The Honorable Donald J. Trump
The President of the United States of America
The White House
1600 Pennsylvania Avenue NW
Washington, D.C. 20500
Dear Mr. President:
We are writing you as members of the Board of the American Institute for International Steel which represents 120 companies across the entire steel supply chain. This supply chain encompasses thousands of our country’s union and non-union stevedores that handle our countries steel imports and exports as well as the tens of thousands of American workers in the vast transportation, warehousing and fabrication sectors, Customs brokerage and insurance companies and perhaps most critically our country’s blue and brown water ports.
The purpose of this letter is to respectfully request the termination to the Section 232 of the Trade Expansion Act of 1962 investigation purportedly to prevent excess steel capacity and surging steel imports from undermining the viability of the U.S. steel industry in the interest of National security. The facts of the matter are the United States steel industry is already the most protected industry sector in the United States as evidenced by having the majority of all anti-dumping and countervailing duty orders on the Federal Register today. In addition, the overall domestic steel industry has been profitable, according to Department of Commerce data, since 2009. Any further restrictions on steel imports beyond the existing trade laws will result in global retaliation well outside the steel realm and be severely detrimental to our country’s improving GDP that we are enjoying under your Administrations leadership.
As just one example of this, we are attaching our recent and independently developed impact study by the well-respected economic analysis firm Martin Associates, that factually highlights the 1.3 million U.S. port and maritime specifically targeted jobs that would be damaged by additional imported steel restrictions, and that does not include all the unintended consequences in additional jobs, revenue and taxes beyond steel that would be put at risk. Add to that already voiced retaliation against our critically important agricultural sector, and the negative ramifications of any Section 232 action loom monumental.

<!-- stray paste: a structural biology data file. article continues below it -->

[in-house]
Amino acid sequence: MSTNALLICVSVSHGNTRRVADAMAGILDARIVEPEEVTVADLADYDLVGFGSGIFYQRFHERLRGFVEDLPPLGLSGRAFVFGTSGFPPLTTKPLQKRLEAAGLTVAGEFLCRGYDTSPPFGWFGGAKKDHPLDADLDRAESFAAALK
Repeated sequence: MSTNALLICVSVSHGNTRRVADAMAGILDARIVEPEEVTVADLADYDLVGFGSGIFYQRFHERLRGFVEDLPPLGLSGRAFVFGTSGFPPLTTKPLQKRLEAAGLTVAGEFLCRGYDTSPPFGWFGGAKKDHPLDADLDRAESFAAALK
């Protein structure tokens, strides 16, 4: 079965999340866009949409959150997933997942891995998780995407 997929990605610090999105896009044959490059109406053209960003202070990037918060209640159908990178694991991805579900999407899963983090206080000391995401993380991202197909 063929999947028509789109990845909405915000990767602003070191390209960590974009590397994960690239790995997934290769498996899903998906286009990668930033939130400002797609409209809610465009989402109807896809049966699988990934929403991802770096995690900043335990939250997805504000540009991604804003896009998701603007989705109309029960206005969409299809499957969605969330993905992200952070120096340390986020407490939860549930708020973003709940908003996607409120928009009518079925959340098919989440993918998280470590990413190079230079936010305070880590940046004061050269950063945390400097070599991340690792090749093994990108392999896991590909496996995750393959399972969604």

As noted in a recent Global Trade magazine article that asked “So how is the steel industry in the United States doing? Many companies are doing quite well“, it points out. It goes on to show the previously mentioned Commerce Department’s data on the profitability of the six largest domestic steel producers—AK Steel, Carpenter Technology, Commercial Metals, Nucor, Steel Dynamics and US Steel—and its recent report from April of this year, shows that four of the six producers are currently profitable and that the industry has been profitable overall since 2009.
In the first quarter of 2017, five of the six companies returned total profits of $696 million. Even considering US Steel’s loss, the industry’s net profit was $515 million for the quarter.
In short Mr. President, our Institute absolutely respects the need for a strong domestic steel industry, but similarly respectfully submits that providing even more protection for a market that historically needs imported steel is not the prudent path to take. As it is, 19.6% on average of all steel imports are being consistently imported by our country’s steel mills themselves in the form of semi-finished products. Let us not attempt to protect the few at the expense of many and terminate the Section 232 investigation now, and keep our country’s ports and associated American workers in the national steel supply chain working.
The American Institute for International Steel, Inc.